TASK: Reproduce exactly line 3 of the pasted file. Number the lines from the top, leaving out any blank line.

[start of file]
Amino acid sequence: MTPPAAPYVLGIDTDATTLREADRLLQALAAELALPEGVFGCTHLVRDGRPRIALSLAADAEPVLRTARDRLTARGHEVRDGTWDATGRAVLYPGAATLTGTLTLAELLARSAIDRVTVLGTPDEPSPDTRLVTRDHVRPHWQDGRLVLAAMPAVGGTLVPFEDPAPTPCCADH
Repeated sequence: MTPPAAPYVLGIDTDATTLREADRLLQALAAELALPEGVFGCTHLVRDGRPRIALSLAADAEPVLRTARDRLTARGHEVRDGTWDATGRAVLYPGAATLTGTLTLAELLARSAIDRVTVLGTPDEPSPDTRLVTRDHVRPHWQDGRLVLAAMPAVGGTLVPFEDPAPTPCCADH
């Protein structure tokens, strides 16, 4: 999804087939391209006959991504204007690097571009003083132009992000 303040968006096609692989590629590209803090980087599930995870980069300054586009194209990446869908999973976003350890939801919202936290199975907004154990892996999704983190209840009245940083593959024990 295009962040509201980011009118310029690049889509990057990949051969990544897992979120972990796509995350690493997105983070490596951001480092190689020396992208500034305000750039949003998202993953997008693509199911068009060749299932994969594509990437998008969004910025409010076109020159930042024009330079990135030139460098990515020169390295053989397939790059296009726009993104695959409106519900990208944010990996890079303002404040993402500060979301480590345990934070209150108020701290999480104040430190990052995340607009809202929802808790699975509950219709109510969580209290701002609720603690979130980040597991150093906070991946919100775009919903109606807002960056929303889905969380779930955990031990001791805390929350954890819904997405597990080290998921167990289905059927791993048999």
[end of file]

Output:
């Protein structure tokens, strides 16, 4: 999804087939391209006959991504204007690097571009003083132009992000 303040968006096609692989590629590209803090980087599930995870980069300054586009194209990446869908999973976003350890939801919202936290199975907004154990892996999704983190209840009245940083593959024990 295009962040509201980011009118310029690049889509990057990949051969990544897992979120972990796509995350690493997105983070490596951001480092190689020396992208500034305000750039949003998202993953997008693509199911068009060749299932994969594509990437998008969004910025409010076109020159930042024009330079990135030139460098990515020169390295053989397939790059296009726009993104695959409106519900990208944010990996890079303002404040993402500060979301480590345990934070209150108020701290999480104040430190990052995340607009809202929802808790699975509950219709109510969580209290701002609720603690979130980040597991150093906070991946919100775009919903109606807002960056929303889905969380779930955990031990001791805390929350954890819904997405597990080290998921167990289905059927791993048999």